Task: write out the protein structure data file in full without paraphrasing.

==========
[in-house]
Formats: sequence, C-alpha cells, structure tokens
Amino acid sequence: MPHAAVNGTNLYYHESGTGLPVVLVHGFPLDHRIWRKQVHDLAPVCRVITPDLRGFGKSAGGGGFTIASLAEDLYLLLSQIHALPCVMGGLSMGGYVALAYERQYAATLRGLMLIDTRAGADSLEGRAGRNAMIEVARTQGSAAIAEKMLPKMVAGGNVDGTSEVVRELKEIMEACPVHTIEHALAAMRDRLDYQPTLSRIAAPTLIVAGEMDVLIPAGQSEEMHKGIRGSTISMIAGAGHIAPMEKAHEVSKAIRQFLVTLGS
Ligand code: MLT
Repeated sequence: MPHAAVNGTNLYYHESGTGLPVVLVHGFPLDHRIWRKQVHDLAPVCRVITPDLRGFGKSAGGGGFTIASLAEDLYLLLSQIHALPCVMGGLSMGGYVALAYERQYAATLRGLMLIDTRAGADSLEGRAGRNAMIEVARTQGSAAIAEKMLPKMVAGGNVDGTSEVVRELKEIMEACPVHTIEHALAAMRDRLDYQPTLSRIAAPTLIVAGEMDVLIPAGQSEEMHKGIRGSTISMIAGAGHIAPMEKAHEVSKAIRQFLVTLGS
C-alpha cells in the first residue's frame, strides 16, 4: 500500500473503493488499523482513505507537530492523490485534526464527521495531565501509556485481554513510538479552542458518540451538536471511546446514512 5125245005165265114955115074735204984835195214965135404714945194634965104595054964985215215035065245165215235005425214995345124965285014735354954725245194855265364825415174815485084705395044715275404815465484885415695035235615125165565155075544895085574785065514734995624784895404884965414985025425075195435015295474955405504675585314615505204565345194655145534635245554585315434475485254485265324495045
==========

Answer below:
[in-house]
Formats: sequence, C-alpha cells, structure tokens
Amino acid sequence: MPHAAVNGTNLYYHESGTGLPVVLVHGFPLDHRIWRKQVHDLAPVCRVITPDLRGFGKSAGGGGFTIASLAEDLYLLLSQIHALPCVMGGLSMGGYVALAYERQYAATLRGLMLIDTRAGADSLEGRAGRNAMIEVARTQGSAAIAEKMLPKMVAGGNVDGTSEVVRELKEIMEACPVHTIEHALAAMRDRLDYQPTLSRIAAPTLIVAGEMDVLIPAGQSEEMHKGIRGSTISMIAGAGHIAPMEKAHEVSKAIRQFLVTLGS
Ligand code: MLT
Repeated sequence: MPHAAVNGTNLYYHESGTGLPVVLVHGFPLDHRIWRKQVHDLAPVCRVITPDLRGFGKSAGGGGFTIASLAEDLYLLLSQIHALPCVMGGLSMGGYVALAYERQYAATLRGLMLIDTRAGADSLEGRAGRNAMIEVARTQGSAAIAEKMLPKMVAGGNVDGTSEVVRELKEIMEACPVHTIEHALAAMRDRLDYQPTLSRIAAPTLIVAGEMDVLIPAGQSEEMHKGIRGSTISMIAGAGHIAPMEKAHEVSKAIRQFLVTLGS
C-alpha cells in the first residue's frame, strides 16, 4: 500500500473503493488499523482513505507537530492523490485534526464527521495531565501509556485481554513510538479552542458518540451538536471511546446514512 5125245005165265114955115074735204984835195214965135404714945194634965104595054964985215215035065245165215235005425214995345124965285014735354954725245194855265364825415174815485084705395044715275404815465484885415695035235615125165565155075544895085574785065514734995624784895404884965414985025425075195435015295474955405504675585314615505204565345194655145534635245554585315434475485254485265324495045